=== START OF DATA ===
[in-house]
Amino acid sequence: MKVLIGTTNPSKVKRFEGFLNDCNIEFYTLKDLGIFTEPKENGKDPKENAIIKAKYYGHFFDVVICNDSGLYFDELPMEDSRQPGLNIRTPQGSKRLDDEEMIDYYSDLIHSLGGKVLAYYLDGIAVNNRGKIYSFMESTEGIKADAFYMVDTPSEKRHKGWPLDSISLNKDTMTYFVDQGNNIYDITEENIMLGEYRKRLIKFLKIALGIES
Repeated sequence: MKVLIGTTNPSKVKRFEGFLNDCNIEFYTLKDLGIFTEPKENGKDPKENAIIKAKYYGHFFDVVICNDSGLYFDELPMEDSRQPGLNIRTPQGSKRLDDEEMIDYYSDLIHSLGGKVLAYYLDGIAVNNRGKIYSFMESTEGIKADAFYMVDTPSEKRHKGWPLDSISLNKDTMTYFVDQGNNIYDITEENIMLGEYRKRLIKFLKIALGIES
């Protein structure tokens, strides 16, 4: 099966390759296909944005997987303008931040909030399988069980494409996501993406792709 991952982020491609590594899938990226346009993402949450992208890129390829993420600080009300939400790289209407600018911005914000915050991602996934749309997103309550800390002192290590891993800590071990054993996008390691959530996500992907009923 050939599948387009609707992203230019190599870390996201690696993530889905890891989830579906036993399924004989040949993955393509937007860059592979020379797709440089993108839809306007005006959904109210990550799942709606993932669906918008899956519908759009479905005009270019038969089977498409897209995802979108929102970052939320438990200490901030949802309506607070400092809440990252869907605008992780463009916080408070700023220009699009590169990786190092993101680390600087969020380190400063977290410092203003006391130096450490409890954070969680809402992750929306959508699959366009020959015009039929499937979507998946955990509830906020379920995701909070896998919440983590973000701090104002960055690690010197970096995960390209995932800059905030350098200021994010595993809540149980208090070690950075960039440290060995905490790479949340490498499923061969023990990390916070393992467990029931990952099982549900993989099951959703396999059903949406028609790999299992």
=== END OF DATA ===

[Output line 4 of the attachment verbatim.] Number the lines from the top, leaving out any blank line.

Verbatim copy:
């Protein structure tokens, strides 16, 4: 099966390759296909944005997987303008931040909030399988069980494409996501993406792709 991952982020491609590594899938990226346009993402949450992208890129390829993420600080009300939400790289209407600018911005914000915050991602996934749309997103309550800390002192290590891993800590071990054993996008390691959530996500992907009923 050939599948387009609707992203230019190599870390996201690696993530889905890891989830579906036993399924004989040949993955393509937007860059592979020379797709440089993108839809306007005006959904109210990550799942709606993932669906918008899956519908759009479905005009270019038969089977498409897209995802979108929102970052939320438990200490901030949802309506607070400092809440990252869907605008992780463009916080408070700023220009699009590169990786190092993101680390600087969020380190400063977290410092203003006391130096450490409890954070969680809402992750929306959508699959366009020959015009039929499937979507998946955990509830906020379920995701909070896998919440983590973000701090104002960055690690010197970096995960390209995932800059905030350098200021994010595993809540149980208090070690950075960039440290060995905490790479949340490498499923061969023990990390916070393992467990029931990952099982549900993989099951959703396999059903949406028609790999299992």